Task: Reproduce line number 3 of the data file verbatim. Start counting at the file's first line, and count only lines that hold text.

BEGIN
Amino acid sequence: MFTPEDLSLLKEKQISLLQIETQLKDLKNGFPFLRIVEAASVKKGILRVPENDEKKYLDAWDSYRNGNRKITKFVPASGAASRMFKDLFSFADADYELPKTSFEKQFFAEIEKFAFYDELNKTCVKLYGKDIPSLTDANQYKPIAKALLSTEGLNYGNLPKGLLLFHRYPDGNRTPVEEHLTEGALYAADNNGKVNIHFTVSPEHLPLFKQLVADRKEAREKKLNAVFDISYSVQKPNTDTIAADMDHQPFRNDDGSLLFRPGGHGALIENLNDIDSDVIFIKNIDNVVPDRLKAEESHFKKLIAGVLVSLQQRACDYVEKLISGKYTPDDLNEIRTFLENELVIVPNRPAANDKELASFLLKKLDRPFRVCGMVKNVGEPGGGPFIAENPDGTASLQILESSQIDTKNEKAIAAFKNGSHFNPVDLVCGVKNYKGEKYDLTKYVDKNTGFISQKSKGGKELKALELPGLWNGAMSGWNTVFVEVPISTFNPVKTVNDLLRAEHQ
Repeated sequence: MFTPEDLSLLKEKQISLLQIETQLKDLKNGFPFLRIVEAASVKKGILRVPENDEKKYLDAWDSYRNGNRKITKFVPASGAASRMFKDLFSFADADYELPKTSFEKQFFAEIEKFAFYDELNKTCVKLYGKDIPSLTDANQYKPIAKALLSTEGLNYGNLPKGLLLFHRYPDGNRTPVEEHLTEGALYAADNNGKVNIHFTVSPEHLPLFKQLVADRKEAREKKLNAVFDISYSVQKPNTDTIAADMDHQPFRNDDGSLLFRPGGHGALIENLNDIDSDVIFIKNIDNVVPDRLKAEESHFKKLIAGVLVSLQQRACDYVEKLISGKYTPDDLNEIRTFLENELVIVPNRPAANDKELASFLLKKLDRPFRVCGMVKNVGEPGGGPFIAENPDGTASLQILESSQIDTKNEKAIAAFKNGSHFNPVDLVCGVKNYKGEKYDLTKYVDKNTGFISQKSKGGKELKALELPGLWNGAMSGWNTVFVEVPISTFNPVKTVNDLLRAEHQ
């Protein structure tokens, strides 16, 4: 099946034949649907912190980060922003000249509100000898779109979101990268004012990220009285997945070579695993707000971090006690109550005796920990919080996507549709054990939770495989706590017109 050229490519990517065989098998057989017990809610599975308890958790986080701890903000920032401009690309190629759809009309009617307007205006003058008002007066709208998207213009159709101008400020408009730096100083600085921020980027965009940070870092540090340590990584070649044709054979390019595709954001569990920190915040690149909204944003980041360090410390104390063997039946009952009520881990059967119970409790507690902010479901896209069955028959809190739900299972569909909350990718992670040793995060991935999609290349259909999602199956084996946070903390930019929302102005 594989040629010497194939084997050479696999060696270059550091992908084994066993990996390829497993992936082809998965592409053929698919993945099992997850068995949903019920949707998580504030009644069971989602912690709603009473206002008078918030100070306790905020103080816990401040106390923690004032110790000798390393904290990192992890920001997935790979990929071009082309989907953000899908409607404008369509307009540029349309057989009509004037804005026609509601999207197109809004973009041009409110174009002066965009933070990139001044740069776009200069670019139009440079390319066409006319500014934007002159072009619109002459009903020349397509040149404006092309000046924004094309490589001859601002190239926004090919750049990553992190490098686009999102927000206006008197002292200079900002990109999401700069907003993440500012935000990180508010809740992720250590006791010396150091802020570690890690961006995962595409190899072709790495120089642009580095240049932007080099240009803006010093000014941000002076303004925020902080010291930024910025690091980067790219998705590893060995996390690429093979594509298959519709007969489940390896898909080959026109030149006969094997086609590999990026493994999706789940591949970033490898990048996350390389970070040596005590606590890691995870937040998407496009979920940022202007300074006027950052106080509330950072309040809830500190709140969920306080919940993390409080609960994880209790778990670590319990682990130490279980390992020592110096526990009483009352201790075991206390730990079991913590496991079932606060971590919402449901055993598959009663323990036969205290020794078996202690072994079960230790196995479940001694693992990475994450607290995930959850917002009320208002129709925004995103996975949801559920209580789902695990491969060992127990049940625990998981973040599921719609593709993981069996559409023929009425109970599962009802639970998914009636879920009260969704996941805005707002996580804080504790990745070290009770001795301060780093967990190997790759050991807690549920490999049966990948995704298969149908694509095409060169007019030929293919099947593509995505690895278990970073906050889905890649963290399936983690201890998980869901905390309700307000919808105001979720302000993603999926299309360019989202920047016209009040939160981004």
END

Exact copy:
């Protein structure tokens, strides 16, 4: 099946034949649907912190980060922003000249509100000898779109979101990268004012990220009285997945070579695993707000971090006690109550005796920990919080996507549709054990939770495989706590017109 050229490519990517065989098998057989017990809610599975308890958790986080701890903000920032401009690309190629759809009309009617307007205006003058008002007066709208998207213009159709101008400020408009730096100083600085921020980027965009940070870092540090340590990584070649044709054979390019595709954001569990920190915040690149909204944003980041360090410390104390063997039946009952009520881990059967119970409790507690902010479901896209069955028959809190739900299972569909909350990718992670040793995060991935999609290349259909999602199956084996946070903390930019929302102005 594989040629010497194939084997050479696999060696270059550091992908084994066993990996390829497993992936082809998965592409053929698919993945099992997850068995949903019920949707998580504030009644069971989602912690709603009473206002008078918030100070306790905020103080816990401040106390923690004032110790000798390393904290990192992890920001997935790979990929071009082309989907953000899908409607404008369509307009540029349309057989009509004037804005026609509601999207197109809004973009041009409110174009002066965009933070990139001044740069776009200069670019139009440079390319066409006319500014934007002159072009619109002459009903020349397509040149404006092309000046924004094309490589001859601002190239926004090919750049990553992190490098686009999102927000206006008197002292200079900002990109999401700069907003993440500012935000990180508010809740992720250590006791010396150091802020570690890690961006995962595409190899072709790495120089642009580095240049932007080099240009803006010093000014941000002076303004925020902080010291930024910025690091980067790219998705590893060995996390690429093979594509298959519709007969489940390896898909080959026109030149006969094997086609590999990026493994999706789940591949970033490898990048996350390389970070040596005590606590890691995870937040998407496009979920940022202007300074006027950052106080509330950072309040809830500190709140969920306080919940993390409080609960994880209790778990670590319990682990130490279980390992020592110096526990009483009352201790075991206390730990079991913590496991079932606060971590919402449901055993598959009663323990036969205290020794078996202690072994079960230790196995479940001694693992990475994450607290995930959850917002009320208002129709925004995103996975949801559920209580789902695990491969060992127990049940625990998981973040599921719609593709993981069996559409023929009425109970599962009802639970998914009636879920009260969704996941805005707002996580804080504790990745070290009770001795301060780093967990190997790759050991807690549920490999049966990948995704298969149908694509095409060169007019030929293919099947593509995505690895278990970073906050889905890649963290399936983690201890998980869901905390309700307000919808105001979720302000993603999926299309360019989202920047016209009040939160981004």